LIMA, Peru — In Brazil, Michel Temer’s brief presidency inches closer to an ignominious finale amid allegations he took $5 million in bribes, the latest chapter in a massive, slow burn corruption scandal that has tainted virtually the entire political class.
Across the Andes, all three of Peru‘s presidents spanning 2001-2016 are under investigation for graft. One, Alejandro Toledo, a sometime lecturer at Stanford University accused of taking $20 million in kickbacks, is now fighting extradition from his Palo Alto home.
In some cases, the leaders have themselves been implicated. In others, it has been members of their innermost circles, from aides to family members and even lovers. Latin America, it appears, is more corrupt than ever.
Yet, counter-intuitively, the steady stream of grim headlines about kickbacks, influence-peddling and nepotism may actually be good news. Many experts regard the public revelations as a sign that corruption in the region is actually being tolerated less and less.
“With all these scandals, it feels like we have gone backwards, but I take a more positive view,” says Alejandro Salas, the Latin America director of anti-graft nonprofit Transparency International. “These are obviously not the first cases of corruption in the region. The fact that they are being exposed and investigated is a sign that there is now more scrutiny than before.”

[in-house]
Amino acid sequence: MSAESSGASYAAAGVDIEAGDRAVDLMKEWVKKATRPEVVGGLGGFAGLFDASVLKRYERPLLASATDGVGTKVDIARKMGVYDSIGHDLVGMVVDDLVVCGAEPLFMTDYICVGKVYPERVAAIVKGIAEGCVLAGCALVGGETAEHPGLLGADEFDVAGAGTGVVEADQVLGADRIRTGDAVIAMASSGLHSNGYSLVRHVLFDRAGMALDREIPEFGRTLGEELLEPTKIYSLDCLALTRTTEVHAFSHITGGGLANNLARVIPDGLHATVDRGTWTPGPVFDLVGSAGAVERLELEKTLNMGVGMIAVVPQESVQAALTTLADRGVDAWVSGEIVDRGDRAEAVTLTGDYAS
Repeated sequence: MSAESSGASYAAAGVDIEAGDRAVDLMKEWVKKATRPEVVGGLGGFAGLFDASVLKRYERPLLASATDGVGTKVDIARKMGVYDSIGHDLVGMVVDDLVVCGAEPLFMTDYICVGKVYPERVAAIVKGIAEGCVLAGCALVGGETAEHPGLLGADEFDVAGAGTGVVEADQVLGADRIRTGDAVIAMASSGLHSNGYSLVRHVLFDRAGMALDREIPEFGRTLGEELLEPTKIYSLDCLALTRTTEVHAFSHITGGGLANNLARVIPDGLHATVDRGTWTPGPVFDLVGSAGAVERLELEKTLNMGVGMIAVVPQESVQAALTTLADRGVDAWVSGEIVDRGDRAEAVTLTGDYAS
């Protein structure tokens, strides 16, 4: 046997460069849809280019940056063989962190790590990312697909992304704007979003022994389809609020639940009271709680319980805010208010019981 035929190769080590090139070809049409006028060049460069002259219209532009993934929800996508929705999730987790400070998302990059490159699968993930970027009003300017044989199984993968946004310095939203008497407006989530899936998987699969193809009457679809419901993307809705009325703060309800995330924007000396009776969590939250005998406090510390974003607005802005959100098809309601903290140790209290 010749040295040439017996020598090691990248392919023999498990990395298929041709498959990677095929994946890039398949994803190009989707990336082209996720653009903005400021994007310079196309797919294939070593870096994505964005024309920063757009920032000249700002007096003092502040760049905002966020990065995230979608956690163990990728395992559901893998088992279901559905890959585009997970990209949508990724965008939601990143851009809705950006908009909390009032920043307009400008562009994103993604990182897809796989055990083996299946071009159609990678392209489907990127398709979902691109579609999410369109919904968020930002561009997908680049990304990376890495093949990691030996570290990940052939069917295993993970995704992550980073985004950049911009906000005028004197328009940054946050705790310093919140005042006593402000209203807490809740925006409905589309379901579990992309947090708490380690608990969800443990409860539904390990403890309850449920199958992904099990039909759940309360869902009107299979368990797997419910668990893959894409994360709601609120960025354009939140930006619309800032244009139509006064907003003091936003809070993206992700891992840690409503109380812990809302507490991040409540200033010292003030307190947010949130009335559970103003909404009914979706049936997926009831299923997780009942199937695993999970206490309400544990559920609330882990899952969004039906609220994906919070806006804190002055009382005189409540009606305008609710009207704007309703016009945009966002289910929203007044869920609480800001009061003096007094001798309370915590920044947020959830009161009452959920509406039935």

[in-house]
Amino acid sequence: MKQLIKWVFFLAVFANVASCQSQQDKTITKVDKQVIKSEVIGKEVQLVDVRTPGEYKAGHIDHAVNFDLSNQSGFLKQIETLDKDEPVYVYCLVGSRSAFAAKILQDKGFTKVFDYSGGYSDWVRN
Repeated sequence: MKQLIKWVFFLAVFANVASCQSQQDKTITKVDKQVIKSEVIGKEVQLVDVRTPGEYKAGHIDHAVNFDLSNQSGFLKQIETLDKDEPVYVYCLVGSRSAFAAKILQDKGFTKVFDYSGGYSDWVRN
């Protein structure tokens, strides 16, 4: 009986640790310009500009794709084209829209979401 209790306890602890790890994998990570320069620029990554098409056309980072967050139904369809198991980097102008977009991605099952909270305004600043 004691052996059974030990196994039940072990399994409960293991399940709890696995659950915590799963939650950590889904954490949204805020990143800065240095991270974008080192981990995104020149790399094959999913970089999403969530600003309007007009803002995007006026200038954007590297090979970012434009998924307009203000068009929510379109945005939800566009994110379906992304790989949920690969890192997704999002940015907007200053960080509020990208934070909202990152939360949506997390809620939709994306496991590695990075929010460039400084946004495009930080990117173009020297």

That scrutiny is long overdue. Some historians attribute the region’s endemic corruption to the legacy of the Spanish and Portuguese colonial masters. Other experts focus on contemporary issues such as the lack of transparency in public administration and lax law enforcement.
The price is awful public services, from transport and education to law enforcement and health care, as state coffers are ransacked while appointments and contracts are awarded as favors rather than on merit. Corruption also brakes economic growth and fuels poverty, most economists agree.
That in turn could pave the way for authoritarian strongmen as citizens grow frustrated with elected leaders. According to the 2016 regionwide Latinobarómetro study, just 34 percent of Latin Americans are satisfied with democracy.
That same study also shows that corruption is now Latin Americans’ fourth biggest worry after crime, unemployment and stalled economies.
In the past, Latin Americans often failed to make the connection between graft and shoddy government services. Provided politicians were effective administrators, electorates often tolerated – and sometimes even expected – that they would be on the take, an attitude summed up by the cynical Spanish refrain: “Roba pero hace obras” (He robs but he carries out public works).
“Now, when people see a politician who earns $2,000 a month but has a yacht, they are making a direct connection with their own quality of life,” says Salas. “Corruption is like passive smoking. People are at long last aware of the cost.”
Brian Winter, a Brazil expert and editor of the Americas Quarterly journal, adds: “What is different this time is the demographics. You have a middle class that outnumbers the poor in Latin America for the first time. They are better educated and no longer solely worried about hand-to-mouth issues. Many are also paying taxes for the first time and expect accountability.”